Disney quits language school in China, citing coronavirus

The Walt Disney Company has decided to close Disney English, a 12-year-old chain of 25 language schools in China, ending a once-promising business that at times has raised questions about education as a brand builder.

The learning centers, in six cities and using Disney characters like Mickey Mouse and the Little Mermaid in their curriculum, have been closed since late January when the Chinese government began aggressive efforts to contain the coronavirus. Traditional schools were allowed to slowly reopen, but some further education centers, including Disney English, remained closed.

Mahesh Samat, Disney’s executive vice president of consumer product marketing in the Asia-Pacific region, told parents in a letter on Monday that Disney English had made the “difficult decision” not to reopen. The channel was founded in 2008, when China’s rapidly growing middle class created increased demand for learning English. Disney developed the program in partnership with Columbia University.

“Over the past few years, we have noticed a shift in consumer preferences towards online learning experiences and this trend has been accelerated by the global pandemic as families are reluctant to take up additional in-person learning classes. “, said Mr. Samat in the letter. . “We are proud of our award-winning Disney English language learning program in China, which has hosted over 100,000 learners.”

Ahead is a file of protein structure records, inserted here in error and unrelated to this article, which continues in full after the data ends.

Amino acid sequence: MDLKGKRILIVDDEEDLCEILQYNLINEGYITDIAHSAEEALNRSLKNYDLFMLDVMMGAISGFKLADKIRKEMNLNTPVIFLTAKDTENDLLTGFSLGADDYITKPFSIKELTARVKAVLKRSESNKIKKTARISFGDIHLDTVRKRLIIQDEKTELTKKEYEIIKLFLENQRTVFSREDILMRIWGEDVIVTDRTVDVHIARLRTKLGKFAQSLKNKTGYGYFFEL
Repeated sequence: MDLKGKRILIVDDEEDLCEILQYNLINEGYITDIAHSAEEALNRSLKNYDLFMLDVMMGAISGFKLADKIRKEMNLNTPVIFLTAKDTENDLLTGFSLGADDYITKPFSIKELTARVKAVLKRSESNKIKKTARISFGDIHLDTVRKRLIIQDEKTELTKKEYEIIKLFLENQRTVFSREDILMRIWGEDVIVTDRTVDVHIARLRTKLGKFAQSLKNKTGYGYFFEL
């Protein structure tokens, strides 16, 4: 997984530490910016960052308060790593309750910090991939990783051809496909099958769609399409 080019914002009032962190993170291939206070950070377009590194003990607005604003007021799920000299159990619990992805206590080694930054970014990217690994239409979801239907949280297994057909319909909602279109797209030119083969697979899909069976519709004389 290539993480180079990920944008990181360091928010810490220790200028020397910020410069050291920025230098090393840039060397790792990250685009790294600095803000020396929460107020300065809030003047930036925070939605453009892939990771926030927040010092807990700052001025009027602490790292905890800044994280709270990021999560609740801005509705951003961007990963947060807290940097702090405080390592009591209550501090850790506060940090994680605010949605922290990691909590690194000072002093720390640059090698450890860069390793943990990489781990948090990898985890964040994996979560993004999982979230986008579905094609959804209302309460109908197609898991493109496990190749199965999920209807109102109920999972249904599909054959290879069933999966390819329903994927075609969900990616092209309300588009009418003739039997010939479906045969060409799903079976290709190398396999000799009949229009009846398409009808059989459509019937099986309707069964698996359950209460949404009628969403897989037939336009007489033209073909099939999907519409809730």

He added that Disney is “taking care of each” teacher affected by the decision, but did not specify how. Tuition fees paid in advance will be refunded. The learning centers, for children ages 2 to 12, charged about $2,000 a year for about 100 hours of instruction.

A spokeswoman for Disney Parks, Experiences and Products, the corporate division that housed Disney English, declined to say how many students were enrolled or whether the centers were profitable. Disney noted that parent surveys over the years have shown “consistently high satisfaction,” as have comments on Chinese social media sites after the closure was announced.

Disney English used characters and stories in its curriculum and school setting, leading some critics of the entertainment conglomerate to view the centers as less about teaching language skills and more about culture future customers. Disney English was launched at a time when government limits on foreign media made it difficult for Disney and other Hollywood studios to distribute movies and TV shows in China. Shanghai Disneyland was still years away from opening.

The notion of learning centers as some sort of Trojan horse has always made Disney executives cringe. “We never saw this as an effort to teach the Disney brand and Disney characters,” Andy Mooney, then president of Disney Consumer Products, told The Wall Street Journal in 2009. “We decided to teach the English to Chinese children.” Mr Mooney left Disney in 2011.

As a business in itself, Disney English never realized its potential. At one point, the company planned to have around 150 locations in China by 2015 with an annual enrollment of 150,000 children. Expansion into Brazil was discussed. In time, these plans were canceled, in part due to management changes at Disney. Chinese authorities at one point changed teacher visa requirements, which made staffing difficult. The government has also made it harder for private companies to obtain educational operating licenses.

Making money trying to make kids smarter has proven difficult for Disney over the years. A tech-driven learning initiative called Disney Imagicademy, launched with flying colors in 2014, hasn’t gained traction. And Disney sold the problematic line of Baby Einstein products in 2013.